As I re-enter the yoga teaching world, after not even a year away, but for what feels like an eternity, I am once again faced with questions from students as to how they can get better at a certain pose, or move forward in their practice. A question just a couple weeks ago was: “is there some pose you can give me that will help make upward-dog easier?” I showed her a couple techniques to make the pose/movement easier and safer, but I don’t really know if I “gave” her what she was looking for. These questions always bewilder me, but at the same time I understand them completely. I think it takes many years of practice to come to the realization that yoga, or the Ashtanga Yoga of Pattabhi Jois which is the type of yoga I practice and teach is designed in a way that can either strengthen or diminish the ego. The former is the problem, as the latter comes only with time. I’ve experienced a variety of teachers in my years as a student of ashtanga (12 years and counting) and a variety of approaches. I’ve learned there certainly is no one-size-fits-all teacher, and in my 10 years of teaching I’ve finally come to trust my own approach, both for my practice and as a teacher. I remember once asking a teacher “is there something I can do to get better at ‘x pose’?” His response was “do x pose”. The practice is IN the practice. And that is my approach now too.
We exist in a culture of always wanting to be somewhere else other than the place where we are. The “grass is always greener” mentality flourishes, and so goes it with yoga-asana practice too. But yoga is about becoming balanced — balanced right where we are, and not about trying to become more limber, stronger, slimmer, more athletic, better, etc. Those are often side-effects of the practice, but not the purpose of the practice. It is a disservice to ourselves and to our students if we foster the mentality that achieving the next pose, or becoming more advanced physically in our practice is any kind of goal at all! That only serves to strengthen egos, bolster self-esteem, and bury us in only one aspect of the practice – the physical aspect. So as I reflect on my approach to yoga, both my own practice and my instruction to others, I realize I am about as ‘old school’ as it gets. I don’t teach extra poses to help students ‘open or lengthen’ this joint or that muscle, though I know and love many teachers who do! I believe the kind of yoga I want to practice and teach involves being where you are. Being IN the process of growth and progress, and at times being in a ‘stand-still’ no matter how slow or boring it might seem. Yoga and asanas exist within ourselves, and we all have the ability to experience them in a variety of ways – some students beautifully so, with structurally and mechanically sound postures and other students in less beautiful or ‘proper’ looking ways. If yoga is an internal practice (albeit reflected outwardly when practiced through asana) we must keep the focus internal, otherwise it simply becomes gymnastics. If a body is not ready for the next pose, there is a reason for it — perhaps a reason that is beyond physical, such as mental, emotional, or karmic. And I believe it is a disservice to the natural process of the student’s development to shortcut them by teaching them other exercises to increase flexibility or strength just so they can “do” a pose perfectly, or move forward in the practice to some illusory place where the grass is somehow greener. There are times when my teacher, Sharath, has taught students, myself included, subsequent postures (i.e. the next pose) which are often thought only to be practiced once the previous pose has been ‘mastered’. But Sharath’s method is clearly based on something deeper than whether or not a student can physically/technically ‘master’ a pose. His reasoning most certainly is individual. Sharath has never made me think that he is rewarding me for physical mastery of a pose, by teaching me another pose. I somehow feel that he senses when students are ready to progress, based on criteria that goes beyond the physical level.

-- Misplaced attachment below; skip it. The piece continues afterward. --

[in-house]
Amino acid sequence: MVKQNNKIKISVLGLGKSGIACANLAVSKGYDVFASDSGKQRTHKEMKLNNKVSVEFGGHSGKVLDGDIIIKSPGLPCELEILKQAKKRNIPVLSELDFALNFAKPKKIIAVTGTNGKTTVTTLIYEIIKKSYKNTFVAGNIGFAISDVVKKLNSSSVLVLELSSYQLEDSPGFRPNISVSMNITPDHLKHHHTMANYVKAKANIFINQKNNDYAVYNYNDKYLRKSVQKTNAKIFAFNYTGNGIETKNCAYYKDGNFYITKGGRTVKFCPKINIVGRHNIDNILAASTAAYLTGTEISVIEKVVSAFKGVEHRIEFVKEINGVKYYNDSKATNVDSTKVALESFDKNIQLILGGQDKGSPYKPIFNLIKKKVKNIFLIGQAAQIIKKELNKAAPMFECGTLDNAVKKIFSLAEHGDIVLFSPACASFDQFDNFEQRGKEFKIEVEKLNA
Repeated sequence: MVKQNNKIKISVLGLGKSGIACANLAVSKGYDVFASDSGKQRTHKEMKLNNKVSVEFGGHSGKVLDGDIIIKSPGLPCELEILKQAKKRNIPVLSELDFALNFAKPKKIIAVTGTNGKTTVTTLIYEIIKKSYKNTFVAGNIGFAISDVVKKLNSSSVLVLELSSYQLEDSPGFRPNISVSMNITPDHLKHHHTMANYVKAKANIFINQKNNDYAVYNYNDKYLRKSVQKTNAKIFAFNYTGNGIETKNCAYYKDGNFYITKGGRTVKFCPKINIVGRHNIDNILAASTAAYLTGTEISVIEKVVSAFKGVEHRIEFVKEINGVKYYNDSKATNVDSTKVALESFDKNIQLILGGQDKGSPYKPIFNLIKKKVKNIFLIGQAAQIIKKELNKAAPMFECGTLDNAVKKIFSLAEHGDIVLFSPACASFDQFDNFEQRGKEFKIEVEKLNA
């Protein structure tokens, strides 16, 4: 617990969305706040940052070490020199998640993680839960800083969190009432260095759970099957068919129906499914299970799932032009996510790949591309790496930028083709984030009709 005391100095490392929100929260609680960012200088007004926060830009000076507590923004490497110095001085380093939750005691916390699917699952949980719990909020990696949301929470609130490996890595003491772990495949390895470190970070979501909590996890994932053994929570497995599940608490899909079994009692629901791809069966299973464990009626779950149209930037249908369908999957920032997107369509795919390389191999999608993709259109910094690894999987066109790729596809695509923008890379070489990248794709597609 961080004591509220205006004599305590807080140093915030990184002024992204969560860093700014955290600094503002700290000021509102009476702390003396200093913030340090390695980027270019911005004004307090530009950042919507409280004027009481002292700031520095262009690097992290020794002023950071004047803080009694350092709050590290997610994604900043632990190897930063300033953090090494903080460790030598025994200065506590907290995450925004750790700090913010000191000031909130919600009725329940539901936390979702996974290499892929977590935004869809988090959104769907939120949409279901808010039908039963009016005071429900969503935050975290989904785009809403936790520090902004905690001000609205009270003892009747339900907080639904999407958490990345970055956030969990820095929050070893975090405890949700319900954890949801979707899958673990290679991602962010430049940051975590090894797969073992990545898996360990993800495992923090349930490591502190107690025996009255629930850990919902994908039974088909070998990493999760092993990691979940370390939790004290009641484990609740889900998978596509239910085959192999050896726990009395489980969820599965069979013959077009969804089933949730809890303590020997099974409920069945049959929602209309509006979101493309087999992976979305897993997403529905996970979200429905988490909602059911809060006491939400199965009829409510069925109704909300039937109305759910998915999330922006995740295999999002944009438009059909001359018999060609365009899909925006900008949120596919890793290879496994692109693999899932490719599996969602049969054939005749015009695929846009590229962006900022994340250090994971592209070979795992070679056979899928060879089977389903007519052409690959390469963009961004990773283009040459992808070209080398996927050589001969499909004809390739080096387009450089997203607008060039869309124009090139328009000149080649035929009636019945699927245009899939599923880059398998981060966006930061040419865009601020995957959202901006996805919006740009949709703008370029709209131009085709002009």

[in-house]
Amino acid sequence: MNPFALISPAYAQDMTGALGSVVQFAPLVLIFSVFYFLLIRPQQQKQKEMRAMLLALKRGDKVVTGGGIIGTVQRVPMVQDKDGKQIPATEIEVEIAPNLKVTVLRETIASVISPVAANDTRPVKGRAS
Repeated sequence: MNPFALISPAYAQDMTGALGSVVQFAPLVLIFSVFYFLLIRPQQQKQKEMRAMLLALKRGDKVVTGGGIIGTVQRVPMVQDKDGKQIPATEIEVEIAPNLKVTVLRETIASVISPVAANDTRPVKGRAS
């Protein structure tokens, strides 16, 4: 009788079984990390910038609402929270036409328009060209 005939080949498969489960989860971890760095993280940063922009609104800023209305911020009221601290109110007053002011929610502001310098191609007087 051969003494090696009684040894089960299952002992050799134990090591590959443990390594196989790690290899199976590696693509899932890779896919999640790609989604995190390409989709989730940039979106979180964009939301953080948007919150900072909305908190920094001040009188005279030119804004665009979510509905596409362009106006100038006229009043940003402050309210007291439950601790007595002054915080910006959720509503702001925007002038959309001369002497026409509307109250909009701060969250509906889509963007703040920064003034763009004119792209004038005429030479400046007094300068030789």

And so as I re-enter the yoga-teaching world I’ve found it helpful to examine my own approach to practice, and reflect on what I want to share with and teach to students. I want to teach people that patience is of value, and that yoga is beyond mastering poses or physical feats of strength. I want to teach that yoga is an internal practice that is experienced through the physical body, the energy body, and the mental body. I want to teach that yoga is about balancing our energies, as well as our bodies and minds. And I also want to take myself out of the equation. I only want to share this information through me, and not from me. I’m certainly not an expert, and my poses and adjustments are very rudimentary. In fact, I realize that students always know more about themselves than their teachers do, although they generally have blind-spots in some areas and that is why a teacher is worth wonders! I am not interested in taking on a role of ‘expert’ or ‘giver of poses’. The practice and the poses already exist in all of us who have a karmic predisposition to ever finding our way onto a yoga mat. I have nothing to ‘give’. My teacher never suggests he has anything to give me either. He never says: “I will give you a new pose,” he simply tells me to do it, when he thinks I’m ready. And so with me, I only want to help, teach, and encourage the natural progress toward greater balance for students who share the same thirst for yoga that I do. Nothing more, nothing less.